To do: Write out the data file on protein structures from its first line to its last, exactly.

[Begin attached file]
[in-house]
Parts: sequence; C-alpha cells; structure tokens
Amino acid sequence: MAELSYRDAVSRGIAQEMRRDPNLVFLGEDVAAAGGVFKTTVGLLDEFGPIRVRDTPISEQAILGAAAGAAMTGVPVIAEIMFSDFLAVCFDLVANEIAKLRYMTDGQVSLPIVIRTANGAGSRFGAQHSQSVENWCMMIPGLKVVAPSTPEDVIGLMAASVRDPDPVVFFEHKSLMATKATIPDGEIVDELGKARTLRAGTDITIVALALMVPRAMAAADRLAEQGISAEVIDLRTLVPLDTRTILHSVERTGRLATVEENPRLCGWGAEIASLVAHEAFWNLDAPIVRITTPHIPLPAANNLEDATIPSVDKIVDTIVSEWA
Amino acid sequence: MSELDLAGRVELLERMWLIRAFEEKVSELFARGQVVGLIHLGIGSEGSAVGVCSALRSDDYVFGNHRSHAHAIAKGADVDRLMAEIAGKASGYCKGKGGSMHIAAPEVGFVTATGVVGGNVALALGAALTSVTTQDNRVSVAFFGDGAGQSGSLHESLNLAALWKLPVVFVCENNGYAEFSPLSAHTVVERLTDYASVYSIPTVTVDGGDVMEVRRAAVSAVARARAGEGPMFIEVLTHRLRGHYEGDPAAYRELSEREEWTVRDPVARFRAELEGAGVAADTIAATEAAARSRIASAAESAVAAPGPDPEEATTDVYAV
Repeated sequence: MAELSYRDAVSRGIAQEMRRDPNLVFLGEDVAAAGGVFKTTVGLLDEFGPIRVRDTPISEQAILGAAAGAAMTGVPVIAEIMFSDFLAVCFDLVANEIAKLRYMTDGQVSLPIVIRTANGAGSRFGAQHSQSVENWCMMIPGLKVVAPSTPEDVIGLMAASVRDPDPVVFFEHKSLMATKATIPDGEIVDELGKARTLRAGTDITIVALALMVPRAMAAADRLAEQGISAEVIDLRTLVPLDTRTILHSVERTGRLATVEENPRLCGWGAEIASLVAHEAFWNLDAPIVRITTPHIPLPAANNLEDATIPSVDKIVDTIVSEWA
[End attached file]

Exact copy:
[in-house]
Parts: sequence; C-alpha cells; structure tokens
Amino acid sequence: MAELSYRDAVSRGIAQEMRRDPNLVFLGEDVAAAGGVFKTTVGLLDEFGPIRVRDTPISEQAILGAAAGAAMTGVPVIAEIMFSDFLAVCFDLVANEIAKLRYMTDGQVSLPIVIRTANGAGSRFGAQHSQSVENWCMMIPGLKVVAPSTPEDVIGLMAASVRDPDPVVFFEHKSLMATKATIPDGEIVDELGKARTLRAGTDITIVALALMVPRAMAAADRLAEQGISAEVIDLRTLVPLDTRTILHSVERTGRLATVEENPRLCGWGAEIASLVAHEAFWNLDAPIVRITTPHIPLPAANNLEDATIPSVDKIVDTIVSEWA
Amino acid sequence: MSELDLAGRVELLERMWLIRAFEEKVSELFARGQVVGLIHLGIGSEGSAVGVCSALRSDDYVFGNHRSHAHAIAKGADVDRLMAEIAGKASGYCKGKGGSMHIAAPEVGFVTATGVVGGNVALALGAALTSVTTQDNRVSVAFFGDGAGQSGSLHESLNLAALWKLPVVFVCENNGYAEFSPLSAHTVVERLTDYASVYSIPTVTVDGGDVMEVRRAAVSAVARARAGEGPMFIEVLTHRLRGHYEGDPAAYRELSEREEWTVRDPVARFRAELEGAGVAADTIAATEAAARSRIASAAESAVAAPGPDPEEATTDVYAV
Repeated sequence: MAELSYRDAVSRGIAQEMRRDPNLVFLGEDVAAAGGVFKTTVGLLDEFGPIRVRDTPISEQAILGAAAGAAMTGVPVIAEIMFSDFLAVCFDLVANEIAKLRYMTDGQVSLPIVIRTANGAGSRFGAQHSQSVENWCMMIPGLKVVAPSTPEDVIGLMAASVRDPDPVVFFEHKSLMATKATIPDGEIVDELGKARTLRAGTDITIVALALMVPRAMAAADRLAEQGISAEVIDLRTLVPLDTRTILHSVERTGRLATVEENPRLCGWGAEIASLVAHEAFWNLDAPIVRITTPHIPLPAANNLEDATIPSVDKIVDTIVSEWA